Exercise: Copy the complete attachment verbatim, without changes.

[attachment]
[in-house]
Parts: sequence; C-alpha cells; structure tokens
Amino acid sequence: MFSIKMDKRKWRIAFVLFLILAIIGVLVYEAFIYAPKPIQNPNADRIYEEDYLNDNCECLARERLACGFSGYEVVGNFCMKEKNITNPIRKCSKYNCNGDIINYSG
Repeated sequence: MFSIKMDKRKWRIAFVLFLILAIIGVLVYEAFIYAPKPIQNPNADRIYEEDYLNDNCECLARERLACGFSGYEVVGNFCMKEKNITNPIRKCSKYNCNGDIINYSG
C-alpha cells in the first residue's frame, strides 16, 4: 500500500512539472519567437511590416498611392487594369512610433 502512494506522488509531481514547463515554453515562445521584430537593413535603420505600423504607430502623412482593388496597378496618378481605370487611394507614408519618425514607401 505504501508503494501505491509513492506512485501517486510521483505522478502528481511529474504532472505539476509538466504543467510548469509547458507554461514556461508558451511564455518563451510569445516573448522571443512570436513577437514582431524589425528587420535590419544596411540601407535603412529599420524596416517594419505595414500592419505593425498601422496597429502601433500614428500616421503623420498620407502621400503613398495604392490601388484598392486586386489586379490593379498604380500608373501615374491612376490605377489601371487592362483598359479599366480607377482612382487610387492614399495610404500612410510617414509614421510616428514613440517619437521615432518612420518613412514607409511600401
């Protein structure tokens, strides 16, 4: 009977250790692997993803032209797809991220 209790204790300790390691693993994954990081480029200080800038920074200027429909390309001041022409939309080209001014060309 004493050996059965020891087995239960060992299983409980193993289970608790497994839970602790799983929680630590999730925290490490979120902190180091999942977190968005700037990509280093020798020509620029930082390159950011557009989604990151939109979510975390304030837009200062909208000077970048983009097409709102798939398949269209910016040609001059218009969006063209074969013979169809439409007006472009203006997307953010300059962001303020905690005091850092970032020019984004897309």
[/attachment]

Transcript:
[in-house]
Parts: sequence; C-alpha cells; structure tokens
Amino acid sequence: MFSIKMDKRKWRIAFVLFLILAIIGVLVYEAFIYAPKPIQNPNADRIYEEDYLNDNCECLARERLACGFSGYEVVGNFCMKEKNITNPIRKCSKYNCNGDIINYSG
Repeated sequence: MFSIKMDKRKWRIAFVLFLILAIIGVLVYEAFIYAPKPIQNPNADRIYEEDYLNDNCECLARERLACGFSGYEVVGNFCMKEKNITNPIRKCSKYNCNGDIINYSG
C-alpha cells in the first residue's frame, strides 16, 4: 500500500512539472519567437511590416498611392487594369512610433 502512494506522488509531481514547463515554453515562445521584430537593413535603420505600423504607430502623412482593388496597378496618378481605370487611394507614408519618425514607401 505504501508503494501505491509513492506512485501517486510521483505522478502528481511529474504532472505539476509538466504543467510548469509547458507554461514556461508558451511564455518563451510569445516573448522571443512570436513577437514582431524589425528587420535590419544596411540601407535603412529599420524596416517594419505595414500592419505593425498601422496597429502601433500614428500616421503623420498620407502621400503613398495604392490601388484598392486586386489586379490593379498604380500608373501615374491612376490605377489601371487592362483598359479599366480607377482612382487610387492614399495610404500612410510617414509614421510616428514613440517619437521615432518612420518613412514607409511600401
């Protein structure tokens, strides 16, 4: 009977250790692997993803032209797809991220 209790204790300790390691693993994954990081480029200080800038920074200027429909390309001041022409939309080209001014060309 004493050996059965020891087995239960060992299983409980193993289970608790497994839970602790799983929680630590999730925290490490979120902190180091999942977190968005700037990509280093020798020509620029930082390159950011557009989604990151939109979510975390304030837009200062909208000077970048983009097409709102798939398949269209910016040609001059218009969006063209074969013979169809439409007006472009203006997307953010300059962001303020905690005091850092970032020019984004897309």